What to Look for in a Pair of Cowboy Boots
Buying a pair of cowboy boots can be a truly complex endeavor. You have to know what style you want, what kind of exotic (or not so exotic) leather you prefer, how high of a shaft you’re ready to tackle, what style of sole you need, and so much more. You even need to consider toe shape!
It helps a lot to know what to look for, but in order to know that, you have to know how you’re planning to use your new boots. Will they be for dancing, or roping calves? Let’s take a closer look at how to choose cowboy boots for function and fit.
Get the Style Right
Western boots come in a few different styles:
- Western work boot
The classic cowboy style has a 12-inch shaft, a Cuban heel of 0.5 to 1.5 inches, and pull straps to help you put the boot on. Some new boot designs these days place a zipper in the side of the shaft which, while not traditional, could help you rock the style if you have trouble pulling a tall boot on. Cowboy boots are designed for riding, hence the narrow toe and relatively high heel that allow the boot to go easily into a stirrup and stay there. Ropers, stockmans, and Western work boots are all designed for rodeo work or the kind of ranch hand work that doesn’t take place in the saddle. As a result, these styles have wider, shorter heels and rounder toes.
Buckaroo-style cowboy boots are designed for the cowboy who spends a lot of time in the saddle, riding in the backcountry. The shafts are taller – typically 14 inches or more – to protect more of the rider’s leg from bushes and brambles. The buckaroo style also features a taller heel that a spur can attach to.
Toe Shape Is Important
If you’re going to be living in Texas, you need to make sure that you know what the toe shape you choose says to the locals about your personality. Round toes are read as more conservative, at least in terms of fashion sensibilities. They’re a safe bet if you’re buying your first pair of cowboy boots. Square toes are also getting popular, but might scream “oil tycoon” or “frat boy.” Pointy and snipped toe styles are seen as ultra-stylish, if somewhat rakish.
Exotic vs. Conventional Leathers
The choice of leathers for your cowboy boots can be one of the most daunting, especially if you’re in the market for some exotic leathers. Cow leather is durable and cheap, and is by far the most common material for cowboy boots. Goat leather is another popular choice that’s a step up from cow, but not quite a luxury leather (although it probably is too soft for a true work boot).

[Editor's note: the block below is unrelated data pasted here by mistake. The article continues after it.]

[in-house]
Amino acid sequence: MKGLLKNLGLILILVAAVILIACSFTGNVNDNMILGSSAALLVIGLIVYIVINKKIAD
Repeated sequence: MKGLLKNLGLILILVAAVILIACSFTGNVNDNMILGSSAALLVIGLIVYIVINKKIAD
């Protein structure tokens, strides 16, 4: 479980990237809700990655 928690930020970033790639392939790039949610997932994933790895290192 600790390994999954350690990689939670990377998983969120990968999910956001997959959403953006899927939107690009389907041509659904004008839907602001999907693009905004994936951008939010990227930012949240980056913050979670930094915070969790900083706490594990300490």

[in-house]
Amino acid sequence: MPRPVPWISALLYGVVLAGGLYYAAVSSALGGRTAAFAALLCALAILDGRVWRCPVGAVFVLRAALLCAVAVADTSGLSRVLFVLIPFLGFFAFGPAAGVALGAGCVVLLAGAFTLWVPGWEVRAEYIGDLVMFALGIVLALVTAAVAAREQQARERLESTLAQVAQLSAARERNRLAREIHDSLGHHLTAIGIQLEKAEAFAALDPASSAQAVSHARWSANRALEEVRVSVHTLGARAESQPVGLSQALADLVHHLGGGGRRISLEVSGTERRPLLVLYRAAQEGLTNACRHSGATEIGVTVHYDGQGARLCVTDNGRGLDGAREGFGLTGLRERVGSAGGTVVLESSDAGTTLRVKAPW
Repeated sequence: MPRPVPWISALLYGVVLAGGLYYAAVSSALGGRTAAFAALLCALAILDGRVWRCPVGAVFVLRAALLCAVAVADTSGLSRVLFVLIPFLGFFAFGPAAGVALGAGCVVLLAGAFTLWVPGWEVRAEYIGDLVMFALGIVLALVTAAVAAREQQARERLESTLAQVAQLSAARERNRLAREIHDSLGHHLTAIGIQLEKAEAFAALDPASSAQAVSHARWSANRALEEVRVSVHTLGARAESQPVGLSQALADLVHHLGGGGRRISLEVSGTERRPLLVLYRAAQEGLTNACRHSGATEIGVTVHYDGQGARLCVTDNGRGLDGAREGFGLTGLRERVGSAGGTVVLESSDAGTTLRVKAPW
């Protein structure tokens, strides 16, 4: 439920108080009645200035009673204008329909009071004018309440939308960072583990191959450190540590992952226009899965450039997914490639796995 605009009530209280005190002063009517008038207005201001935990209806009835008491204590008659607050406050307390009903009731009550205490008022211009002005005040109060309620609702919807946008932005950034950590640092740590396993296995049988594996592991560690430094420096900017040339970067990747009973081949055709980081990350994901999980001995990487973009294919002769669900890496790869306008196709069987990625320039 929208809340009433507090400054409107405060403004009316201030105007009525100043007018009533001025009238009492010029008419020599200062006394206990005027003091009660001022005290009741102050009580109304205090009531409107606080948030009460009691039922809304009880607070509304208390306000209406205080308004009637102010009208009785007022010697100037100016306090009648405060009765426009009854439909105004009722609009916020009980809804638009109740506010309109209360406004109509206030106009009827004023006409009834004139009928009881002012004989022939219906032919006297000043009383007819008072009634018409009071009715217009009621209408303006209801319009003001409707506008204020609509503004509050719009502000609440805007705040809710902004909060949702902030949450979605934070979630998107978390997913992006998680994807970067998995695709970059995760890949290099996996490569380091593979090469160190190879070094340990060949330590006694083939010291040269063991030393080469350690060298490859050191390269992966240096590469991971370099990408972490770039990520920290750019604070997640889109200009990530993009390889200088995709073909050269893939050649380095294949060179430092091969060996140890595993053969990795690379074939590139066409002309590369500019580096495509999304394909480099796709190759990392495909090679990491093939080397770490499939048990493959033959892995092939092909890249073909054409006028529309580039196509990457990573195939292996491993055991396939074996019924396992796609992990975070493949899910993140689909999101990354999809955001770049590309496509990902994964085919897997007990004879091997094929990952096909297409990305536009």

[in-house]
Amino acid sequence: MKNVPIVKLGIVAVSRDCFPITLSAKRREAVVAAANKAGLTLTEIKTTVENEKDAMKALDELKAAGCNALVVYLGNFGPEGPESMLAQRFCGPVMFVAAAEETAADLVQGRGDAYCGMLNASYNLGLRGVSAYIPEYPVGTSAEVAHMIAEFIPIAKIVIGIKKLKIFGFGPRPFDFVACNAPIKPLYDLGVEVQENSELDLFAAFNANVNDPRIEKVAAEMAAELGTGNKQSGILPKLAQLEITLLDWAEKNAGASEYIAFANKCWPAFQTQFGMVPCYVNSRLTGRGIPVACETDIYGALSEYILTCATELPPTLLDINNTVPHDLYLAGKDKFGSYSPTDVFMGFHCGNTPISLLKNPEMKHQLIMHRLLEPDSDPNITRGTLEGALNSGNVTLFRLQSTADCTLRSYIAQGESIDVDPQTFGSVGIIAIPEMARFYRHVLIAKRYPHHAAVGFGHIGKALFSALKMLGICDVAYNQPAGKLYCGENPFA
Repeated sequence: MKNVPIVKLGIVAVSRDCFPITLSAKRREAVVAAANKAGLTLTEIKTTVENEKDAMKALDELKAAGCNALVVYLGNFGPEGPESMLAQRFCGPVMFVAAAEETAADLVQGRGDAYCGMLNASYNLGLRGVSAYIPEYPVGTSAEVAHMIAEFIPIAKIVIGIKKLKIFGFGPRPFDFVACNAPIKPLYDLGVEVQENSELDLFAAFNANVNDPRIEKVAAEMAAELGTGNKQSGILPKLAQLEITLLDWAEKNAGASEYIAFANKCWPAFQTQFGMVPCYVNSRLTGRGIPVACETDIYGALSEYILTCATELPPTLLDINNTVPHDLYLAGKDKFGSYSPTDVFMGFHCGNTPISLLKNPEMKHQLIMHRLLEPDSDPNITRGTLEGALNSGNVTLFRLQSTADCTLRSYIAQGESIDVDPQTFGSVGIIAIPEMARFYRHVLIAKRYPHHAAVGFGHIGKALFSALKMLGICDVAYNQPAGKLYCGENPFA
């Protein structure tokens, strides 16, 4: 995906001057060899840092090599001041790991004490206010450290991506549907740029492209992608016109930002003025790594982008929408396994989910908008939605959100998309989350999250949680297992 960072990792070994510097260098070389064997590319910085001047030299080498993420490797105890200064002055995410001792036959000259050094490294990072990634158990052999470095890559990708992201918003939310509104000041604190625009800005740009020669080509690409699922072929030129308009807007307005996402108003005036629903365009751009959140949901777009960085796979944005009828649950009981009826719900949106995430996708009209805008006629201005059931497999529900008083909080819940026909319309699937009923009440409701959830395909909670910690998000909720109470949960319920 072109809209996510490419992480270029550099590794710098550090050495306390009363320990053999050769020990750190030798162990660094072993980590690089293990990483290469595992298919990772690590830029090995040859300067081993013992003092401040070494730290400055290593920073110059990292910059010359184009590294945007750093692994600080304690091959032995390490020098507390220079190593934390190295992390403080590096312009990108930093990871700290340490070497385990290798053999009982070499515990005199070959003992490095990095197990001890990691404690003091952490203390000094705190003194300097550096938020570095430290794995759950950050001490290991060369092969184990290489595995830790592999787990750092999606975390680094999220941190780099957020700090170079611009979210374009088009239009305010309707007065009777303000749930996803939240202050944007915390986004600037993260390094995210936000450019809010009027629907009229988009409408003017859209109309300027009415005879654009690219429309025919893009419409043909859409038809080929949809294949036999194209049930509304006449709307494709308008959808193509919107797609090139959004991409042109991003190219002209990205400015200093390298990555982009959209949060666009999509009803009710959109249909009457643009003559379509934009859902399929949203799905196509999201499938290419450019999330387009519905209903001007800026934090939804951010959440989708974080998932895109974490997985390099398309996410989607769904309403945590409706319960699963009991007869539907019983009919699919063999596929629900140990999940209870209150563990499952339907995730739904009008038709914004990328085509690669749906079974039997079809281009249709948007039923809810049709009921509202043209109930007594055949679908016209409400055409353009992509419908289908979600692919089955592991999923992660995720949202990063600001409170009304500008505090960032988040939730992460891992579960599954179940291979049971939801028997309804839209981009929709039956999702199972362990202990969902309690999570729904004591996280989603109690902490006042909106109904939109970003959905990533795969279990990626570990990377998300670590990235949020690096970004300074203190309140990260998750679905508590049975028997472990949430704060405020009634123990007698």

Exotic boot leathers come from a range of animals, including caimans, pythons, rattlesnakes, anacondas, sharks, elephants, ostriches, and stingray. Reptile leathers are popular for more formal occasions, but they do need to be cleaned and conditioned regularly so the leather doesn’t dry out and crack. Other leathers, like ostrich, are more supple on their own. Exotic leathers will offer various levels of comfort, flexibility, and durability. Some of the more popular exotic leathers, like ostrich, are tough, soft, and comfortable, with the flexibility to move when you walk and the elasticity to conform to the shape of your foot.
Choose an Appropriate Sole Type
Some boots, like men’s and women’s ropers, Western work boots, and stockman boots come with rubber soles, while the more traditional styles come with leather soles. Rubber soles offer more traction and are great for a work boot. Leather soles will scuff up with time and eventually offer more traction over time. Leather soles are best for dancing, while rubber soles are best for working and walking in.
Fit Is Crucial
A cowboy boot should fit snugly over your foot, with one-quarter to one-half an inch of slippage in the heel. The slippage will go away as the shoe molds itself to your foot. Your toes should be able to lie flat in the boot with room to wiggle.
Different brands of cowboy boots will fit differently, so it’s helpful to try them on in person before you make a decision.
The right pair of cowboy boots can go with any outfit – and Western wear never goes out of fashion. Choose your new boots carefully, because you’ll likely be wearing them for years.
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